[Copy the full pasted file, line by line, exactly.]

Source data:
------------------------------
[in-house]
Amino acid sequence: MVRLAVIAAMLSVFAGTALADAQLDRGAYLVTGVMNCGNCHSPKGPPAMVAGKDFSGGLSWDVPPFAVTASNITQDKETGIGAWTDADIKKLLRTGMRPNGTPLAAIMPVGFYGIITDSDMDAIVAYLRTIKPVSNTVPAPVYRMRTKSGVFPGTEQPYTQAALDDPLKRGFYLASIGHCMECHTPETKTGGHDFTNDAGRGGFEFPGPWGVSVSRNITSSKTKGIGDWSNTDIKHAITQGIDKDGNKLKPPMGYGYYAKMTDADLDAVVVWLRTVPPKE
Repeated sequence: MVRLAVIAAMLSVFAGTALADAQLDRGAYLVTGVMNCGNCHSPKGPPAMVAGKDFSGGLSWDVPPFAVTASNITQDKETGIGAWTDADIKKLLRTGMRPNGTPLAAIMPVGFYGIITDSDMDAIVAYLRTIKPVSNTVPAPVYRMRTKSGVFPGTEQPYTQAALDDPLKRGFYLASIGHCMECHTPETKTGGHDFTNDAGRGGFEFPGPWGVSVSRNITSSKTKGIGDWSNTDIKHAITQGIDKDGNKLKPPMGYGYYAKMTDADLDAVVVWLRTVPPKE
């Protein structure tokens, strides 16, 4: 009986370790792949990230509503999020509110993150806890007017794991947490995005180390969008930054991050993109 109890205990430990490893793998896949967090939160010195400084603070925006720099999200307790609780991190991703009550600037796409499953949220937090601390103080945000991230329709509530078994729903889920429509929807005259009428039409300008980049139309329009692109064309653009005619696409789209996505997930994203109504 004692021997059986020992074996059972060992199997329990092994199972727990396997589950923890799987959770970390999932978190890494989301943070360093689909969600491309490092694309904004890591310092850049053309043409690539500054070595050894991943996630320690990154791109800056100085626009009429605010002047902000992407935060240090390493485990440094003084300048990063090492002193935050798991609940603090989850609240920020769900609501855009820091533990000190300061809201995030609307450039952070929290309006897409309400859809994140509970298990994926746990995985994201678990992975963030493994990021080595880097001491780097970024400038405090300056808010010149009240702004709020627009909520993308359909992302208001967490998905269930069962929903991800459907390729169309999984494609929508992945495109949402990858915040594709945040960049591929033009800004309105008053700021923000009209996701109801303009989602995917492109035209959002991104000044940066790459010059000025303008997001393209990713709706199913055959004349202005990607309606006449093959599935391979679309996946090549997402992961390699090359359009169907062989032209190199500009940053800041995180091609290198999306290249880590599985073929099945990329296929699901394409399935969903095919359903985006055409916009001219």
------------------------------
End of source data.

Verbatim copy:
[in-house]
Amino acid sequence: MVRLAVIAAMLSVFAGTALADAQLDRGAYLVTGVMNCGNCHSPKGPPAMVAGKDFSGGLSWDVPPFAVTASNITQDKETGIGAWTDADIKKLLRTGMRPNGTPLAAIMPVGFYGIITDSDMDAIVAYLRTIKPVSNTVPAPVYRMRTKSGVFPGTEQPYTQAALDDPLKRGFYLASIGHCMECHTPETKTGGHDFTNDAGRGGFEFPGPWGVSVSRNITSSKTKGIGDWSNTDIKHAITQGIDKDGNKLKPPMGYGYYAKMTDADLDAVVVWLRTVPPKE
Repeated sequence: MVRLAVIAAMLSVFAGTALADAQLDRGAYLVTGVMNCGNCHSPKGPPAMVAGKDFSGGLSWDVPPFAVTASNITQDKETGIGAWTDADIKKLLRTGMRPNGTPLAAIMPVGFYGIITDSDMDAIVAYLRTIKPVSNTVPAPVYRMRTKSGVFPGTEQPYTQAALDDPLKRGFYLASIGHCMECHTPETKTGGHDFTNDAGRGGFEFPGPWGVSVSRNITSSKTKGIGDWSNTDIKHAITQGIDKDGNKLKPPMGYGYYAKMTDADLDAVVVWLRTVPPKE
């Protein structure tokens, strides 16, 4: 009986370790792949990230509503999020509110993150806890007017794991947490995005180390969008930054991050993109 109890205990430990490893793998896949967090939160010195400084603070925006720099999200307790609780991190991703009550600037796409499953949220937090601390103080945000991230329709509530078994729903889920429509929807005259009428039409300008980049139309329009692109064309653009005619696409789209996505997930994203109504 004692021997059986020992074996059972060992199997329990092994199972727990396997589950923890799987959770970390999932978190890494989301943070360093689909969600491309490092694309904004890591310092850049053309043409690539500054070595050894991943996630320690990154791109800056100085626009009429605010002047902000992407935060240090390493485990440094003084300048990063090492002193935050798991609940603090989850609240920020769900609501855009820091533990000190300061809201995030609307450039952070929290309006897409309400859809994140509970298990994926746990995985994201678990992975963030493994990021080595880097001491780097970024400038405090300056808010010149009240702004709020627009909520993308359909992302208001967490998905269930069962929903991800459907390729169309999984494609929508992945495109949402990858915040594709945040960049591929033009800004309105008053700021923000009209996701109801303009989602995917492109035209959002991104000044940066790459010059000025303008997001393209990713709706199913055959004349202005990607309606006449093959599935391979679309996946090549997402992961390699090359359009169907062989032209190199500009940053800041995180091609290198999306290249880590599985073929099945990329296929699901394409399935969903095919359903985006055409916009001219």